If you don't know Bach's cantatas, despite (or because of?) their Lutheran religious texts, they deal with universal issues of hope, faith, suffering, consolation and triumph that ought to appeal to a really wide audience. The conductor here set up his own label and high production values to try to express the universal emotional significance of Bach's music with vivid pictures and personal diary entries. The series, and this issue, really deserves a listen by anyone who likes more than pure pap in their pop on occasion.
4 of 4 people found the following review helpful
EASTER WITH BACH 5 Sept. 2007
By DAVID BRYSON - Published on Amazon.com
Format: Audio CD
There are 6 cantatas in this 2-disc set, two each for Easter day itself, Easter Monday and Easter Tuesday. One is known to be an early composition, another is dated to 1715 when Bach was 30, and the balance are from his main period of cantata output 1724-1729. For newcomers, Gardiner and his associates dedicated themselves to the daunting project of performing the entire series on the days for which the master intended them within the year delimited by Christmas day 1999 and Christmas day 2000. The format is uniform throughout the series so far as I am aware at this stage, with an introduction by Gardiner and a lengthy and highly personal essay from him on the works performed in each set, full sung texts in German and English and, nestling shyly at the back, a short essay from one of the other performers.

My own less demanding pilgrimage to collect all the cantatas is not long under way, but I have had no disappointments so far, either from Gardiner or from a selection of other artists. I seem to sense that none would dare give anything but their best efforts to this astounding procession of masterpieces. It cannot have been easy to learn them all to recording standard in one year, but the very thought of what Bach achieved must have kept any such thoughts in proportion. If I had to draw exceptional attention to any aspect of the performances here it could only have been to note some shortfall, and I have none to note. All are excellent, and I was particularly pleased with the countertenor Daniel Taylor, not because he outshone the others but because this type of voice is often one I have problems with. I tend to like countertenors best when they most resemble female altos, which of course prompts the question why in that case have male altos? The answer is presumably historical authenticity.

The style of singing and the instruments used are of the `authentic' variety which is near-invariable nowadays in Bach, Handel and their contemporaries. Any effort required from us as listeners to accommodate ourselves to the idiom pays off in terms of greater understanding I am in no doubt at all, and as it happens I have come to my Bach cantata project fresh from collecting the entire oratorios of Handel. What was it in the air or soil of Saxony, or in the stars above it, that produced two such titans within months of each other? Getting to know each better has unquestionably added to my appreciation of the other, and I like to think to my comprehension of both also. When visited by the thought that Bach's choral writing, just as a display of that art, is not a thing of wonder and amazement like Handel's, I soon realised that I should be looking for something else. In Bach's choruses we find the sublime march of his polyphony that transcends any particular timbre, vocal or instrumental, and gives a sense of rightness and beauty to whatever voices he favours it with. Handel is always the musical rhetorician, with an instinct for variation, repetition of words, changes of pace and interplay between the voices and the accompaniment that left Haydn feeling aghast and inadequate and that probably no composer has ever equalled. In Bach's solos and ensembles the introduction sets off a celestial and uninterrupted musical sequence that I often wish would never come to an end. When Handel contemplates the deity, there He is, as in Michelangelo. There is no Italianate sense to Bach but a serene and unshakable Lutheran faith expressed in a music that seems itself the reward from on high for such total devotion.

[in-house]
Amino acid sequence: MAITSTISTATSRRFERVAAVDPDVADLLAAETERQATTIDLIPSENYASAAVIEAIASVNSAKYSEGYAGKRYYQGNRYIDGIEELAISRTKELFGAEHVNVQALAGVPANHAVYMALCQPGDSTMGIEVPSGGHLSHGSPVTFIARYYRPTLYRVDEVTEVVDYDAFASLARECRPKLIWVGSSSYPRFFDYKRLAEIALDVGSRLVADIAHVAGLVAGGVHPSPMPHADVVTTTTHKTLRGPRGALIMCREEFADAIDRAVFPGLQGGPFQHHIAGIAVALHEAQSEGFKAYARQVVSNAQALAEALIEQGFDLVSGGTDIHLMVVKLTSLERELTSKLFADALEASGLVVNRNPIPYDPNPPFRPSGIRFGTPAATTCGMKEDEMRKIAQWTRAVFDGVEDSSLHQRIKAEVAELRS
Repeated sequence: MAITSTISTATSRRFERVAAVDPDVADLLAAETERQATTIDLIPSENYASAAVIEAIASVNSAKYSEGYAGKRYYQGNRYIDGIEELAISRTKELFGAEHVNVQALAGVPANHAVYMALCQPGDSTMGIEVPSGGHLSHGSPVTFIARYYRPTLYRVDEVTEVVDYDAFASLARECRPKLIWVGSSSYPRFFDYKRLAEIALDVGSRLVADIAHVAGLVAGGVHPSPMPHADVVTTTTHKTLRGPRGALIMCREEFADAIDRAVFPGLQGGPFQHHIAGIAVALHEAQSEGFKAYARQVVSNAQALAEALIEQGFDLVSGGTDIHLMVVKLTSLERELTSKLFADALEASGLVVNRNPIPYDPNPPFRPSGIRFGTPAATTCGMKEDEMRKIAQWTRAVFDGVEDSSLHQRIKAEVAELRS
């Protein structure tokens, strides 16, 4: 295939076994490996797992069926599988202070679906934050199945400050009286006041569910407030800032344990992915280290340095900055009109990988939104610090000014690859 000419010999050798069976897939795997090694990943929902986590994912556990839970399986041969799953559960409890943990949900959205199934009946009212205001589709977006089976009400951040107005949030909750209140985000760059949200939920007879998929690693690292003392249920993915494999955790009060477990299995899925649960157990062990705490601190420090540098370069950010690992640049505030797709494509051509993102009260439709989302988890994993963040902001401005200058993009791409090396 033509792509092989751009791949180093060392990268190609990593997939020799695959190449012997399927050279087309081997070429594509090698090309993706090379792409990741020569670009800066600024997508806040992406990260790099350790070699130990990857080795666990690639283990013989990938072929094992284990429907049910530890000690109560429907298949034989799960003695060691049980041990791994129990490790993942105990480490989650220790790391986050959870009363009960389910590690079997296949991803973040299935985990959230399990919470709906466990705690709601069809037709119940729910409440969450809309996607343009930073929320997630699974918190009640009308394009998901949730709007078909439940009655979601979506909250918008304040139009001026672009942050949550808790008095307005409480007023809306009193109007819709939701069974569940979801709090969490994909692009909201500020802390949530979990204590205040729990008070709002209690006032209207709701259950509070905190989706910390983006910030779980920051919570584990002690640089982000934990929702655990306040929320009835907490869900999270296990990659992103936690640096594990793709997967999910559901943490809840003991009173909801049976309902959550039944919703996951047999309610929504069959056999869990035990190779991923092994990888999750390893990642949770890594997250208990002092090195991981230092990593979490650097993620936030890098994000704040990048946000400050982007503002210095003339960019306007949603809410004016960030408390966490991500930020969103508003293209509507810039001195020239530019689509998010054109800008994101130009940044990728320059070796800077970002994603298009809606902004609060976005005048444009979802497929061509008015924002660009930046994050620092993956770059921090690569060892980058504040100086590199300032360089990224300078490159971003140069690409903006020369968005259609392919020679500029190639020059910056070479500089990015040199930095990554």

Bach's music is often difficult technically, but this is a great age of technical executants and you will find no suspicion of difficulty or strain here. In terms of grasp of Bach's idiom and style, these are eminent specialists. The interpretative challenge is to convey the seemingly infinite variety of Bach's inspiration, a variety all the more extraordinary in being expressed through a musical language that was conservative even its own time and which seeks no novelties or special effects as such. To me that says that as far as interpretation goes Bach does much more than most of the great masters do in pre-packaging it for the performing musicians. This is not to diminish what has been achieved here, it only means that the performers have recognised their solemn duty and carried it out admirably. The recording plays its own part more or less ideally to my ears, and I beg everyone to read with proper care and thought the essay to which Gardiner has given so much care and thought of his own.

I sense that this is another musical journey that I am going to enjoy.
5 of 6 people found the following review helpful
Continues the high standard for the series 30 May 2007
By Carl C. Nelson - Published on Amazon.com
Format: Audio CD Verified Purchase